More than two years after the Edward Snowden leaks, the effects still linger. Most recently, those effects were felt on October 6, 2015, in a decision issued by the European Court of Justice (ECJ) which invalidated the U.S.-EU Safe Harbor Framework (“Safe Harbor”) – a decision which has companies that regularly transfer personal data from the European Union (EU) to the U.S. struggling to understand available alternatives. Schrems v. Data Protection Commissioner, Case C-362/14 (October 6, 2015).

Up until last week’s decision, the Safe Harbor provided a method for U.S. companies to transfer personal data outside the EU in a way that is consistent with the EU Data Protection Directive, and the consolidated Acts of 1988 and 2003. To join the Safe Harbor, a U.S. company had to “self-certify” to the Department of Commerce that it complied with EU standards. Most U.S. companies doing business in the EU were taking advantage of the Safe Harbor, and self-certifying their compliance.

The Schrems case involved a legal challenge brought by Austrian national Max Schrems. Schrems has been a Facebook subscriber since 2008 through Facebook Ireland. Some or all of the data of Facebook Ireland subscribers residing in the European Union is transferred to Facebook USA’s servers (under the Safe Harbor framework) in the United States, where it is kept.

In June of 2013, Schrems, a then 24 year old law student in Vienna, filed a complaint with the Irish Data Privacy Commission (“Commissioner”), where Facebook has its EU headquarters. He crowdsourced the funding for his case online and petitioned Facebook to get his data – through a process that is outlined in detail on the crowdsourcing website.

The history of Schrems’ lawsuit:

Schrems claimed, in essence, that the law and practices of the U.S. offer no real protection of personal data against government surveillance. His allegation was based largely on the revelations made by Edward Snowden earlier in 2013 concerning the activities of U.S. intelligence services, in particular those of the National Security Agency (“NSA”).

According to the Snowden revelations, the NSA established a program called “PRISM” under which it obtained – as described by the ECJ – the “unrestricted access to mass data stored on servers in the United States owned or controlled by a range of companies active in the internet and technology field . . . .”

Initially, the Commissioner rejected Schrems’ claim as frivolous. Schrems then brought proceedings before the Irish High Court for judicial review of the Commissioner’s decision rejecting his complaint. In its review, the High Court concluded – based on the Snowden scenario and information – that once personal data is transferred to the United States, the NSA and other U.S. security agencies are able to “access it in the course of a mass and indiscriminate surveillance and interception of such data.”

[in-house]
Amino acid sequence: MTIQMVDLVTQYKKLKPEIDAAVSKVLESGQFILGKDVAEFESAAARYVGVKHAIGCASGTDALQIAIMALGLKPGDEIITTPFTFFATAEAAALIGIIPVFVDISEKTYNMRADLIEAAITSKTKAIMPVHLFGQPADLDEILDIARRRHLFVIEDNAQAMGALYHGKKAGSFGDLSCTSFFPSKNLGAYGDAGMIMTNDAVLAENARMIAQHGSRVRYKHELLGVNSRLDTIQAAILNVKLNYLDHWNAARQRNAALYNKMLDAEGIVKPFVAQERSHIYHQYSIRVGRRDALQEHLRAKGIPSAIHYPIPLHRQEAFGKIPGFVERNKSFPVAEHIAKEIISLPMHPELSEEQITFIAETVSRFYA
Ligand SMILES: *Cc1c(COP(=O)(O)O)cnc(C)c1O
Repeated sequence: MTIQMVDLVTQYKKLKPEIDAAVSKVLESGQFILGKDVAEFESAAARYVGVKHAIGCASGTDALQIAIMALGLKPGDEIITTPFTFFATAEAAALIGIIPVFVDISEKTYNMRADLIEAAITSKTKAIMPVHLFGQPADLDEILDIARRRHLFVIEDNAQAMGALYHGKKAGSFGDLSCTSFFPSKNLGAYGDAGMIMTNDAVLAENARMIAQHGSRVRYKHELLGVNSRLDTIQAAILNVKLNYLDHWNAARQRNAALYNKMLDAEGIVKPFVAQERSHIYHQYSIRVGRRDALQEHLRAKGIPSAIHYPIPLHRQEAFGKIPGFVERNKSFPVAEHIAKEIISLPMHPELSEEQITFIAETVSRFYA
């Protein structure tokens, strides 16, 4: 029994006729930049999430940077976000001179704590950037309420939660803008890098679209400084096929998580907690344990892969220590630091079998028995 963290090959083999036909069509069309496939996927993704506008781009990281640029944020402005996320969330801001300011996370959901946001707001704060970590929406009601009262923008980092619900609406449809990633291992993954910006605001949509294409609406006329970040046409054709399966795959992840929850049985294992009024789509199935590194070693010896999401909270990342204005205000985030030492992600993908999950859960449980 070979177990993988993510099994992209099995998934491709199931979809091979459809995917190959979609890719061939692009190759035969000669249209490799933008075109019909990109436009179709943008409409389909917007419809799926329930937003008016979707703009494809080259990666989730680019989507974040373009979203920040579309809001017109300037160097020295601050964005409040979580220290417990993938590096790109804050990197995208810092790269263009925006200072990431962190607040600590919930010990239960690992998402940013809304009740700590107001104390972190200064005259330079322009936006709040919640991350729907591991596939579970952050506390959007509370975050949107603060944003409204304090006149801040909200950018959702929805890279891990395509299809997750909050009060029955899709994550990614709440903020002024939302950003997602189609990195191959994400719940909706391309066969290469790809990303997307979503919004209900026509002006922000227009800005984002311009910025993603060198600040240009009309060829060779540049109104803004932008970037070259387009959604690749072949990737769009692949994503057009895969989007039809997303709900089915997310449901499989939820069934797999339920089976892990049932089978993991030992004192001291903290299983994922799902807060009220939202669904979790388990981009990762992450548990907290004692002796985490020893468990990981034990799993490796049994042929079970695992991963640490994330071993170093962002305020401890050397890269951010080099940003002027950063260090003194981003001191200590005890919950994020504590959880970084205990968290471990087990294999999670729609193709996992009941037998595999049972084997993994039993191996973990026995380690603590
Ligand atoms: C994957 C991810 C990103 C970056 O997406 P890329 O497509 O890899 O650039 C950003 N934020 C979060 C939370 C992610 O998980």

On September 24, 2015, the ECJ Advocate General, Yves Bot, issued a non-binding opinion recommending that the ECJ, through the Schrems case, invalidate the Safe Harbor framework in light of Snowden’s revelations.

While the ECJ was not bound to follow the opinion of the Advocate General, it frequently does so, and did so in this case. The ECJ held that the U.S. failed to show that it collects personal data in a way that is “strictly necessary and proportionate to the protection of national security.” It also specifically mentioned that under the current system, U.S. and EU citizens have “no administrative or judicial means of redress” if their data is used for reasons not originally intended. The court determined that the reasonable solution was to invalidate the Safe Harbor mechanism.

What to do now:

This decision will have serious ramifications for the more than 4,500 companies that currently use the Safe Harbor provisions, as those companies now will have to find other legal means to transfer personal data from the EU to the U.S. At the moment, there seems to be no clear path to that means.

According to a article by Vivienne Walt posted on October 6, 2015, “U.S. and EU officials have been negotiating new Safe Harbor rules since 2013, and in recent weeks both sides have said they were close to agreement. The new rules would likely include assurances – never before made – that governments will not access data of regular citizens.”

In an October 9 article in Bloomberg BNA (“EU Privacy Chiefs to Mull U.S. Data Transfer Future”), author David Alpin says that the “Article 29 Working Party, an advisory group to the European Commission that is made up of representatives from the data protection authorities of the 28 EU member states, is slated to meet in Brussels Oct. 15 to consider offering official guidance to companies reeling from the sudden demise of the [Safe Harbor] program.”

What is obvious at this point is that companies transferring personal data from the EU to the U.S. can no longer rely on the Safe Harbor principles to provide adequate protections for the electronic transfer of that data. Transfer of such data under those circumstances may give rise to complaints by employees and/or customers, investigations by individual data protection authorities, and possible enforcement actions and penalties.

What are the current alternatives? Mechanisms could include consistently enforced corporate rules that permit intra-company transfers, model contract clauses adopted by the European Commission, and consents of data subjects. These alternate methods, however, are costly, time consuming, and often difficult to achieve.

U.S. companies that transfer personal data from the EU to the U.S. – or use U.S.-based cloud services to store or transfer such data – should immediately review contracts related to that data to assure that the agreements conform to existing EU requirements or otherwise are approved by regulators. Then, stay tuned for more issuances on the subject, which are certain to be coming soon.